“Two Centuries of Silence” is an English translation of “Do Qarn Sokut,” Dr. Zarrinkub’s celebrated work on the history of Iran in the lead-up to and after the Arab conquest in the mid 7th century. The author begins with a question that puzzles many: How was a world civilization with all of its achievements in art and architecture, religion and law, agriculture and engineering, and civil and military organization, overthrown by a nomadic people with limited literacy and few accomplishments? The title refers to the two-hundred-year period when Persian virtually went mute, when almost all traces of Iran’s rich literary heritage were erased, and when Zoroastrianism gave way to Islam. Zarrinkub’s history is not an unmitigated tale of draconian cultural change, however. He speaks of how Iranian identity went underground, occasionally surfacing in open rebellion against Arab and Muslim supremacy. Drawing on a variety of original sources, Zarrinkub looks into the “savage darkness” of nearly two hundred years and detects glimmers of Persian resurgence in various parts of Iran and Muslim Central Asia. In fits and starts forms of the indigenous language broke their long silence, and Iranians began to speak about and for themselves.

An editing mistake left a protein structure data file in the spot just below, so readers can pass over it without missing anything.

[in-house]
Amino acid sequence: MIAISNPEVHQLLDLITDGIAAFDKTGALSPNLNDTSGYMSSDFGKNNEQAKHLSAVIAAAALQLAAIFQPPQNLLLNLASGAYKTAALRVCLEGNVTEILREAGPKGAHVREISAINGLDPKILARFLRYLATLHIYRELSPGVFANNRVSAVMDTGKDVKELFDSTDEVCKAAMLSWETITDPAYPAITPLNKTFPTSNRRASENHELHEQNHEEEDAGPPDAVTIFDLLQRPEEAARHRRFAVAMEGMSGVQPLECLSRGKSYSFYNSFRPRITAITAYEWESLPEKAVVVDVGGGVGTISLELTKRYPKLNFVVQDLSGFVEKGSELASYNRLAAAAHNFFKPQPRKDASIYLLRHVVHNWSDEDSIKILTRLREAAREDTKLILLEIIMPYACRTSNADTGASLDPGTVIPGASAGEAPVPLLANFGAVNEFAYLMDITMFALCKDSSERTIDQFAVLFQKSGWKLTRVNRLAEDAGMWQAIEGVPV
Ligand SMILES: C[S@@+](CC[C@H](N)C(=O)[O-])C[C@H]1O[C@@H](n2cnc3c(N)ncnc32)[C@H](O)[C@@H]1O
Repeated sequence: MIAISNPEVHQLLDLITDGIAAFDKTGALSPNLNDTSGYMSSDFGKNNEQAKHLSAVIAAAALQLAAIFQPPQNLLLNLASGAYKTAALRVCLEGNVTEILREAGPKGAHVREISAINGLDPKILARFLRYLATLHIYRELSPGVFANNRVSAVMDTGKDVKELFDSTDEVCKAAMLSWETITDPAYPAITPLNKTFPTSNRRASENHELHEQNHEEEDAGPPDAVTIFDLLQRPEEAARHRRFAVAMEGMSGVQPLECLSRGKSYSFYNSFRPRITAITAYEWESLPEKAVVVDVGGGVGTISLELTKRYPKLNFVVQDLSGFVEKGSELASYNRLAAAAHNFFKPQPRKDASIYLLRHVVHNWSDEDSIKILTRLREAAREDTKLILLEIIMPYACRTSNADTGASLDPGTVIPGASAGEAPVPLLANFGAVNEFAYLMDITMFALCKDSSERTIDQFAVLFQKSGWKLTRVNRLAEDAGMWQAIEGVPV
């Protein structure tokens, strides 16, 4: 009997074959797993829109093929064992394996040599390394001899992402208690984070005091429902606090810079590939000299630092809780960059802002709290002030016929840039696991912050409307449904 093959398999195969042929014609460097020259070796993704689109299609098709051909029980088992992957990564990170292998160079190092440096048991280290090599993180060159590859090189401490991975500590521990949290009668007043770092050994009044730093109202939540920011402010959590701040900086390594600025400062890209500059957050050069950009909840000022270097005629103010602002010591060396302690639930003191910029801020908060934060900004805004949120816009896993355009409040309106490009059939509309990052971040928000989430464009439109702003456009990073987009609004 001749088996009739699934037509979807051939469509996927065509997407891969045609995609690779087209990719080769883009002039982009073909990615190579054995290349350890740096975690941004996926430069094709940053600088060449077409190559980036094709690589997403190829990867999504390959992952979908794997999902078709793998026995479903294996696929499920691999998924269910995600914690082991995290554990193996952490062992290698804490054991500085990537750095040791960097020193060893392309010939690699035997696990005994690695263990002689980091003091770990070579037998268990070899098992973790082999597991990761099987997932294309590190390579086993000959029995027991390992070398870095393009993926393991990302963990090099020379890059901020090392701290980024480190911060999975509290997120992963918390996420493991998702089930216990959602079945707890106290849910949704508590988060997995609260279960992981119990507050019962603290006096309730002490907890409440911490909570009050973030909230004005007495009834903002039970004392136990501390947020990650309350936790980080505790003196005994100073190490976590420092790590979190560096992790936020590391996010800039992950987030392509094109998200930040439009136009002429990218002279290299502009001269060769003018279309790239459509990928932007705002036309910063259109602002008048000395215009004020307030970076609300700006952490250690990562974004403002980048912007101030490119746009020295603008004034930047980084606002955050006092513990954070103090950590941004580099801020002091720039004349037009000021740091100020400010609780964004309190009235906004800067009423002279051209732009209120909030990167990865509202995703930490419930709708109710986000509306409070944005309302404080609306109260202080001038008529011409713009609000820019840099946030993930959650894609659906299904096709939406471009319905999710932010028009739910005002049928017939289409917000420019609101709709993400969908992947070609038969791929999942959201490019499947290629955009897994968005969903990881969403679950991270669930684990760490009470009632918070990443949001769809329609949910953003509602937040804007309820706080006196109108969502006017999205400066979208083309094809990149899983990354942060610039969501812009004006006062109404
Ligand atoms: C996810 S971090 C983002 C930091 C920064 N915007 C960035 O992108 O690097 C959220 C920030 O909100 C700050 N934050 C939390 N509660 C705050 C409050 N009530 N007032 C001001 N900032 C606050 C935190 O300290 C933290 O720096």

Although written almost sixty years ago, “Two Centuries of Silence” is oddly topical. In delving into the long history of Arab domination it contextualizes attitudes commonly held today. Readers will understand, for example, why being called “Arab” can infuriate many Iranians. The book traces the deep roots of the current fashion of proclaiming Persian nationality with Zoroastrian imagery. Zarrinkub’s study tells the ways Iranians of the 8th and 9th centuries resisted the imposition of a “pure” Islam on every aspect of their lives. The parallels between the defiance of the sweeping cultural change and the imposed religious conformity of that era and the reactions to the return to Islam demanded by the Iranian Revolutionaries of today are striking. At the same time, Zarrinkub’s secular treatment of the sanctities of Islam—the belief in the oneness of God, the sacrosanct nature of Muhammad and the divine origin of his message, etc.—makes the book controversial today. Although “Do Qarn Sokut” gained a certificate of publication in 1999, the Iranian publisher (Sokhan) found it necessary to include in a preface excerpts from a book that refutes Zarrinkub (Khadamat-e Motaqabel-e Iran va Islam, “The Reciprocal Services of Islam and Iran”). The author of the refutation, the noted religious scholar Morteza Motahhari, asks: How could Zarrinkub call the period silent? After all, hadn’t the Persians had gained a new language, full of poetry, the medium of the clear and simple message God gave His Prophet? Rather than an age of silence it was a time of awakening to the sound of God’s very voice. Thus did Do Qarn-e Sokut become embroiled in the on-going dispute between those wishing to restore Islam in Iran and secularists who want to lessen the authority and power of the clergy.